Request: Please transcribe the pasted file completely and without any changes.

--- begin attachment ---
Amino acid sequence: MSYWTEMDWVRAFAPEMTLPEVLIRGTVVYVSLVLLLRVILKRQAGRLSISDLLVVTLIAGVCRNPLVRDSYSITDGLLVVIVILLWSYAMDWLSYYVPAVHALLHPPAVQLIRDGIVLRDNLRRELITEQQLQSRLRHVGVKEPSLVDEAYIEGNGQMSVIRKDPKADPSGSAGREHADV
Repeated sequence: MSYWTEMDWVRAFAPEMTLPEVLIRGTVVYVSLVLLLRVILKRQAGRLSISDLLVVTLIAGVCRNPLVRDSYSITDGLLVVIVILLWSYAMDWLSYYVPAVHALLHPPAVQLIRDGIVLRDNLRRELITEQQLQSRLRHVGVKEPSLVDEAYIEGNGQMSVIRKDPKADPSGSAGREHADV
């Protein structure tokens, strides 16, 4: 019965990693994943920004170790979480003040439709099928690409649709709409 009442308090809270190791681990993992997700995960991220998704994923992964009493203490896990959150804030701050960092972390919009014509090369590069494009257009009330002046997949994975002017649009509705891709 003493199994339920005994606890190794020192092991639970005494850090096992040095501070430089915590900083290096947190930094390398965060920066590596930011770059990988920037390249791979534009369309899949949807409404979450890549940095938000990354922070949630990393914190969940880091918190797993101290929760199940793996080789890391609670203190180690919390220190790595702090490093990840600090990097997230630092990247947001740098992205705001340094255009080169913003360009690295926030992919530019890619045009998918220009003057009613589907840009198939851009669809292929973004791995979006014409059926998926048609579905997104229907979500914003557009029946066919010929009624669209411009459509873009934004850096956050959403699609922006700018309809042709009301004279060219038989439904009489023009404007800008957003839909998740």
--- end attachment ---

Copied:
Amino acid sequence: MSYWTEMDWVRAFAPEMTLPEVLIRGTVVYVSLVLLLRVILKRQAGRLSISDLLVVTLIAGVCRNPLVRDSYSITDGLLVVIVILLWSYAMDWLSYYVPAVHALLHPPAVQLIRDGIVLRDNLRRELITEQQLQSRLRHVGVKEPSLVDEAYIEGNGQMSVIRKDPKADPSGSAGREHADV
Repeated sequence: MSYWTEMDWVRAFAPEMTLPEVLIRGTVVYVSLVLLLRVILKRQAGRLSISDLLVVTLIAGVCRNPLVRDSYSITDGLLVVIVILLWSYAMDWLSYYVPAVHALLHPPAVQLIRDGIVLRDNLRRELITEQQLQSRLRHVGVKEPSLVDEAYIEGNGQMSVIRKDPKADPSGSAGREHADV
């Protein structure tokens, strides 16, 4: 019965990693994943920004170790979480003040439709099928690409649709709409 009442308090809270190791681990993992997700995960991220998704994923992964009493203490896990959150804030701050960092972390919009014509090369590069494009257009009330002046997949994975002017649009509705891709 003493199994339920005994606890190794020192092991639970005494850090096992040095501070430089915590900083290096947190930094390398965060920066590596930011770059990988920037390249791979534009369309899949949807409404979450890549940095938000990354922070949630990393914190969940880091918190797993101290929760199940793996080789890391609670203190180690919390220190790595702090490093990840600090990097997230630092990247947001740098992205705001340094255009080169913003360009690295926030992919530019890619045009998918220009003057009613589907840009198939851009669809292929973004791995979006014409059926998926048609579905997104229907979500914003557009029946066919010929009624669209411009459509873009934004850096956050959403699609922006700018309809042709009301004279060219038989439904009489023009404007800008957003839909998740």